"At the heart of the solution is access to choice," said Ron Goldstein, president and CEO of CHOICE Administrators, the nation's leader in developing and administering employee-choice health benefit programs and exchanges for employer groups. The company's exchanges include the country's first and only multicarrier private exchange, CaliforniaChoice, as well as CaliforniaChoice 51+ and Choice Builder, the nation's first ancillary exchange for dental, vision, chiropractic and other benefits.
"Smart business owners are teaming with their broker to identify and select a platform that enables their employees to design plans that best fit their lifecycle needs."
The age of the four-generation workforce has dawned. Owners and small businesses are wise to embrace the private exchange that technology employees have come to rely on, such as online enrollment, as they seek to cost-effectively address the needs of their workforce across all stages of their lives.
For more information about employee-choice health benefit programs and private health insurance exchanges, visit choiceadminexchanges.com.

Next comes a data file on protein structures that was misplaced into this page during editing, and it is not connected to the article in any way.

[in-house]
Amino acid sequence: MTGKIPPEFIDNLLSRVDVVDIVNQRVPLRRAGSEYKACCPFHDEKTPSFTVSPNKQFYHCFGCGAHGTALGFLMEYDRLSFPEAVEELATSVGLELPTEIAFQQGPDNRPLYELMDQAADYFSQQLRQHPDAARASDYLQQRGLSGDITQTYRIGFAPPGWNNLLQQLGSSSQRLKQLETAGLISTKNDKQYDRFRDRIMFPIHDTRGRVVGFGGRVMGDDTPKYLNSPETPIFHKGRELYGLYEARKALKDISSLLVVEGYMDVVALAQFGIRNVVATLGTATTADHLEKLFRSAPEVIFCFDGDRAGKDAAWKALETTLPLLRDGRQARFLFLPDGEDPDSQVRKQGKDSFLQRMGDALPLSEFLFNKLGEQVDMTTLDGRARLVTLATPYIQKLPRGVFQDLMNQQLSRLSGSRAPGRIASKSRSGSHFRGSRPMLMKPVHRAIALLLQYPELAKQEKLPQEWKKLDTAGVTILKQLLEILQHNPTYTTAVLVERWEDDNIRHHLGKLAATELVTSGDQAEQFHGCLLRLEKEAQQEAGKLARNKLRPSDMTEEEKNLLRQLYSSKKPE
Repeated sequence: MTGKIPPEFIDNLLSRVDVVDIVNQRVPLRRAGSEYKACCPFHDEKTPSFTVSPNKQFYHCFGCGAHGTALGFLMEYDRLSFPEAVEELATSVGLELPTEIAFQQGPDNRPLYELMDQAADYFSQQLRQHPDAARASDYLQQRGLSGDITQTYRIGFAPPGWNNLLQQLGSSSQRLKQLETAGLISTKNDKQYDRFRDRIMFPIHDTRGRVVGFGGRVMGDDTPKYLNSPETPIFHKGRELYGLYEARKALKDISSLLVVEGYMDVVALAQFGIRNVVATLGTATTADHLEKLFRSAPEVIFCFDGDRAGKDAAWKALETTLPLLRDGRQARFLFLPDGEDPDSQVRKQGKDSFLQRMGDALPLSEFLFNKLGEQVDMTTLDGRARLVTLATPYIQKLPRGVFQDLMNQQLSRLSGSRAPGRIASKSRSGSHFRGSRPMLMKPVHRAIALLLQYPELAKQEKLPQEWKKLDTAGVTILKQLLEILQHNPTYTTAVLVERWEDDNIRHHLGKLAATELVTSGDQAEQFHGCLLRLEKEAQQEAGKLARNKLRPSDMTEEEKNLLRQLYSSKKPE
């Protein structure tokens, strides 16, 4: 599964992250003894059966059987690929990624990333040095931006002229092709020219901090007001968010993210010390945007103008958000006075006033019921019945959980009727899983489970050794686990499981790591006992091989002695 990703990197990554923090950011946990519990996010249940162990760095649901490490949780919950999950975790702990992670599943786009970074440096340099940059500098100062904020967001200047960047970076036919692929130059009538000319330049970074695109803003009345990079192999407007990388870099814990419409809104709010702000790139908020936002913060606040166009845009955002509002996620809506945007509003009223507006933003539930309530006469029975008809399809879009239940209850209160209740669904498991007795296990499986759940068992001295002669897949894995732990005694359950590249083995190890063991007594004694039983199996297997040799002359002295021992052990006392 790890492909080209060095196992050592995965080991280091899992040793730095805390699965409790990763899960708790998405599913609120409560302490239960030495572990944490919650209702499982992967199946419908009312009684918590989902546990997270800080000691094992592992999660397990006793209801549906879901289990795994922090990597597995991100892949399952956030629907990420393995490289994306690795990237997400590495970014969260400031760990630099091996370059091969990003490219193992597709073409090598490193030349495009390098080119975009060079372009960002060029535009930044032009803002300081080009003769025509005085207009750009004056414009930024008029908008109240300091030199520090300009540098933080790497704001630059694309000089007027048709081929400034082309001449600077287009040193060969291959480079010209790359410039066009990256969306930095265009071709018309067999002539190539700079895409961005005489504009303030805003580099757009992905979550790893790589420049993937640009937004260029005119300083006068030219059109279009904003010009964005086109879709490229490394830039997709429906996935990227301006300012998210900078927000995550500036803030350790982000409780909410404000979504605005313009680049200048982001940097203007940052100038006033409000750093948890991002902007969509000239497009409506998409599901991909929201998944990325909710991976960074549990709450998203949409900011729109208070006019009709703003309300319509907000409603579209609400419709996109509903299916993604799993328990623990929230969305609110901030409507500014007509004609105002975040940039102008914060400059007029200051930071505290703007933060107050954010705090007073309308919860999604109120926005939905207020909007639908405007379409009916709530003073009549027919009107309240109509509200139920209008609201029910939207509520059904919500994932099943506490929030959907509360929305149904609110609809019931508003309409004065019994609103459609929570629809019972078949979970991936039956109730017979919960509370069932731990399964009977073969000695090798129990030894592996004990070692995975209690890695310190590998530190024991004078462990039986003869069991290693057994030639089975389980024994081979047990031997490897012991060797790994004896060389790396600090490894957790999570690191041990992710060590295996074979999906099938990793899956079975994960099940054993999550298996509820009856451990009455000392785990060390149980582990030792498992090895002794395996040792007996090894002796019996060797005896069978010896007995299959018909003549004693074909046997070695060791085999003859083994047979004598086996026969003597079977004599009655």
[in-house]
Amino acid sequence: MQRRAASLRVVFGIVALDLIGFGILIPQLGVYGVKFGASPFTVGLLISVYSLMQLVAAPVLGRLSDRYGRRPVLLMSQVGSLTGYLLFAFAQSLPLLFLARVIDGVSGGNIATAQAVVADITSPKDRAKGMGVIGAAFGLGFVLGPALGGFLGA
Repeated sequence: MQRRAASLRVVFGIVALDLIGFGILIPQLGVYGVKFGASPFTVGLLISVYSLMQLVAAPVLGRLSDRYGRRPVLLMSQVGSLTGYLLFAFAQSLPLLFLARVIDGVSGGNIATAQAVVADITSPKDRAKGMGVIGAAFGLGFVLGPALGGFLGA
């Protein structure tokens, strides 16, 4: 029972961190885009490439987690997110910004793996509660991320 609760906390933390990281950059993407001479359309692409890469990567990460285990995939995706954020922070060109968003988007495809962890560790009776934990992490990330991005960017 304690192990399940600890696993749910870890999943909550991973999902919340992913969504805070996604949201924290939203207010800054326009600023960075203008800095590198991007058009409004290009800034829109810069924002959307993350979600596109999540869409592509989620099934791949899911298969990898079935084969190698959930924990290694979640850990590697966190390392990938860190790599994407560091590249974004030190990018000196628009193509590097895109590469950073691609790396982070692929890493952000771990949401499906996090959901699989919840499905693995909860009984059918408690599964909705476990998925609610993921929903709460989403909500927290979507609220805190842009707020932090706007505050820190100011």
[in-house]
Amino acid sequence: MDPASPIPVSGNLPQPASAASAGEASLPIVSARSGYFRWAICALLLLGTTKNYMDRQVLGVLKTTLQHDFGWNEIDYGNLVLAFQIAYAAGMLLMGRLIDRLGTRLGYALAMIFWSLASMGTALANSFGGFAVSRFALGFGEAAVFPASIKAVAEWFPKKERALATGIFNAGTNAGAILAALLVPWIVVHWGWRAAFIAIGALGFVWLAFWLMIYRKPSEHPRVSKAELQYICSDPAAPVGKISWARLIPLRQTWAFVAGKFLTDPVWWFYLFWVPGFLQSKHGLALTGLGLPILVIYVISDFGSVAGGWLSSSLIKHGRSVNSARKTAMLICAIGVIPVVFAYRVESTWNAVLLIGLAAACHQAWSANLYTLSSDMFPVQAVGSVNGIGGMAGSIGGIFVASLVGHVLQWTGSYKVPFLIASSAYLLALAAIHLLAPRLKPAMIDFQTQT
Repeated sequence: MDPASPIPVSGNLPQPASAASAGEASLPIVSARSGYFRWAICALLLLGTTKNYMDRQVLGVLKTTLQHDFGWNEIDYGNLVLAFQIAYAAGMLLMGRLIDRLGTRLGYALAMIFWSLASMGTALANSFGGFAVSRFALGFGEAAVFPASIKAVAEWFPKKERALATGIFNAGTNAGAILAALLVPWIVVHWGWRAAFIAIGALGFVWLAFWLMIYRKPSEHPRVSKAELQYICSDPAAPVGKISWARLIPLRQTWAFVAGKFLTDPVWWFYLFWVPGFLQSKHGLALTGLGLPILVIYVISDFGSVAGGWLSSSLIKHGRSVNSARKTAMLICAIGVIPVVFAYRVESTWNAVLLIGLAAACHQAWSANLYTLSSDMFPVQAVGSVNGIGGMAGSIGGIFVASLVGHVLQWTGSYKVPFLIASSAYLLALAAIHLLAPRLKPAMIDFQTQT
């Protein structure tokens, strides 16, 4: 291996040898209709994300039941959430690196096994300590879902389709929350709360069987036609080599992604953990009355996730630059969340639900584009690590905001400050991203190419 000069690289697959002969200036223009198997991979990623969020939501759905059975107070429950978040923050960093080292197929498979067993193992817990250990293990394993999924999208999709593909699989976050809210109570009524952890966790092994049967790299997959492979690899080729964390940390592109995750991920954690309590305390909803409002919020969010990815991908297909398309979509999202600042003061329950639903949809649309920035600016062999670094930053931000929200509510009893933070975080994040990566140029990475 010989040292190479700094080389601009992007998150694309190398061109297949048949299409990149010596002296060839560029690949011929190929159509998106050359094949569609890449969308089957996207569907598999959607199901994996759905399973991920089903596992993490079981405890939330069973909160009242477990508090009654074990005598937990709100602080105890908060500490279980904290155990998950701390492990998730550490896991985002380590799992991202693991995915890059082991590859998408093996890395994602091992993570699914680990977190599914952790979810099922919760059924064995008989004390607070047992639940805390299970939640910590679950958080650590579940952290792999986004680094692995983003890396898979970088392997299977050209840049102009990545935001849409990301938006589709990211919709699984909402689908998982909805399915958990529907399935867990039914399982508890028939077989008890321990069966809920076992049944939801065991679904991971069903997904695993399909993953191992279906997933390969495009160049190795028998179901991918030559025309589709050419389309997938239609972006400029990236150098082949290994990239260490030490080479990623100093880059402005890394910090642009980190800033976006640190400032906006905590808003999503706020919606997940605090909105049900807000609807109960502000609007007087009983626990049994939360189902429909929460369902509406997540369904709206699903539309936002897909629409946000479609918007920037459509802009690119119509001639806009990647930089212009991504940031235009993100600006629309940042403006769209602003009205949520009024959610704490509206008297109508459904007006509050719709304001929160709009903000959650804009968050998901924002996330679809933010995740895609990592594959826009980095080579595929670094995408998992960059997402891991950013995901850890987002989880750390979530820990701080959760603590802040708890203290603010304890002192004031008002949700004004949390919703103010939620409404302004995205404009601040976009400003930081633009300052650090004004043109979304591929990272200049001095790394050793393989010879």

BRIDGEPORT, Texas ‚Äď This community is tucked in north Texas is less than an hour‚Äôs drive from the Dallas-Fort Worth metroplex.
It‚Äôs home to about 6,100 people and one of the fastest growing events in the Professional Rodeo Cowboys Association. Hundreds of the greatest cowboys and cowgirls make their way to this small Wise County city each May for the Karl Klement Butterfield Stage Days Rodeo set for 7:30 p.m. Friday, May 8, and Saturday, May 9, at Sunset Retreat Arena, formerly the Bridgeport Riding Club Arena.
‚ÄúOur rodeo is special because we get more than 450 cowboys and cowgirls from all over the world who attend our rodeo,‚ÄĚ said Susan Miller, an eight-year member of the volunteer committee that produces the annual rodeo. ‚ÄúWe get world champions and National Finals Rodeo qualifiers that are part of our show, and they come back every single year.‚ÄĚ